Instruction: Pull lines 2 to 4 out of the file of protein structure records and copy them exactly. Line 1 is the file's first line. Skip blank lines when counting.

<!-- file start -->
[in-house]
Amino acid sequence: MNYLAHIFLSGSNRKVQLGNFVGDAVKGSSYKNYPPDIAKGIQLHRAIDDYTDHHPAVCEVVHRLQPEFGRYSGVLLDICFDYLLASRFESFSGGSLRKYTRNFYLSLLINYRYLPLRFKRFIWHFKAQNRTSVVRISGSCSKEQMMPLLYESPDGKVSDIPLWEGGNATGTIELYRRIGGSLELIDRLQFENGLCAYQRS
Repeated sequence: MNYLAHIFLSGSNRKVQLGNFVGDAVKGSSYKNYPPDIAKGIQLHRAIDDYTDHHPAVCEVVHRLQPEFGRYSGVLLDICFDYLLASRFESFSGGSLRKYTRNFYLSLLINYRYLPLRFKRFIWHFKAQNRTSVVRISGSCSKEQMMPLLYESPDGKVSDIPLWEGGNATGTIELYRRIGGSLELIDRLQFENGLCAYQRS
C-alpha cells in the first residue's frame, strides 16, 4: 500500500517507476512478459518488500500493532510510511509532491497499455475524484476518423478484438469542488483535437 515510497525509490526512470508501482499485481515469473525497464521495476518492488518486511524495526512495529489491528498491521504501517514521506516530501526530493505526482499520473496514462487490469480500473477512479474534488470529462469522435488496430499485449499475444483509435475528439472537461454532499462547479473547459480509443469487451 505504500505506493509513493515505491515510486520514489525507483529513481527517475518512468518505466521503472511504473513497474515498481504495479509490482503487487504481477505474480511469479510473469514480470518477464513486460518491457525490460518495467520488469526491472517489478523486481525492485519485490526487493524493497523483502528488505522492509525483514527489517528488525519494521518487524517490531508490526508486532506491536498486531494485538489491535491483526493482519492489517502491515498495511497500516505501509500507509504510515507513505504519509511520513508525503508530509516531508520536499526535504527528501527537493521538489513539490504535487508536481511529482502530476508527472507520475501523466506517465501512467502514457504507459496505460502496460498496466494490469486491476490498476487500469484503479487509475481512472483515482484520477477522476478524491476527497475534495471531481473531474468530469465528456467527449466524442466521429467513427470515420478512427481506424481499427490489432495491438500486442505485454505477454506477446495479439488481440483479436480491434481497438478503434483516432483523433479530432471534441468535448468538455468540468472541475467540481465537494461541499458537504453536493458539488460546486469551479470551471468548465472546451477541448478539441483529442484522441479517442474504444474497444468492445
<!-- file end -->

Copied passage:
Amino acid sequence: MNYLAHIFLSGSNRKVQLGNFVGDAVKGSSYKNYPPDIAKGIQLHRAIDDYTDHHPAVCEVVHRLQPEFGRYSGVLLDICFDYLLASRFESFSGGSLRKYTRNFYLSLLINYRYLPLRFKRFIWHFKAQNRTSVVRISGSCSKEQMMPLLYESPDGKVSDIPLWEGGNATGTIELYRRIGGSLELIDRLQFENGLCAYQRS
Repeated sequence: MNYLAHIFLSGSNRKVQLGNFVGDAVKGSSYKNYPPDIAKGIQLHRAIDDYTDHHPAVCEVVHRLQPEFGRYSGVLLDICFDYLLASRFESFSGGSLRKYTRNFYLSLLINYRYLPLRFKRFIWHFKAQNRTSVVRISGSCSKEQMMPLLYESPDGKVSDIPLWEGGNATGTIELYRRIGGSLELIDRLQFENGLCAYQRS
C-alpha cells in the first residue's frame, strides 16, 4: 500500500517507476512478459518488500500493532510510511509532491497499455475524484476518423478484438469542488483535437 515510497525509490526512470508501482499485481515469473525497464521495476518492488518486511524495526512495529489491528498491521504501517514521506516530501526530493505526482499520473496514462487490469480500473477512479474534488470529462469522435488496430499485449499475444483509435475528439472537461454532499462547479473547459480509443469487451 505504500505506493509513493515505491515510486520514489525507483529513481527517475518512468518505466521503472511504473513497474515498481504495479509490482503487487504481477505474480511469479510473469514480470518477464513486460518491457525490460518495467520488469526491472517489478523486481525492485519485490526487493524493497523483502528488505522492509525483514527489517528488525519494521518487524517490531508490526508486532506491536498486531494485538489491535491483526493482519492489517502491515498495511497500516505501509500507509504510515507513505504519509511520513508525503508530509516531508520536499526535504527528501527537493521538489513539490504535487508536481511529482502530476508527472507520475501523466506517465501512467502514457504507459496505460502496460498496466494490469486491476490498476487500469484503479487509475481512472483515482484520477477522476478524491476527497475534495471531481473531474468530469465528456467527449466524442466521429467513427470515420478512427481506424481499427490489432495491438500486442505485454505477454506477446495479439488481440483479436480491434481497438478503434483516432483523433479530432471534441468535448468538455468540468472541475467540481465537494461541499458537504453536493458539488460546486469551479470551471468548465472546451477541448478539441483529442484522441479517442474504444474497444468492445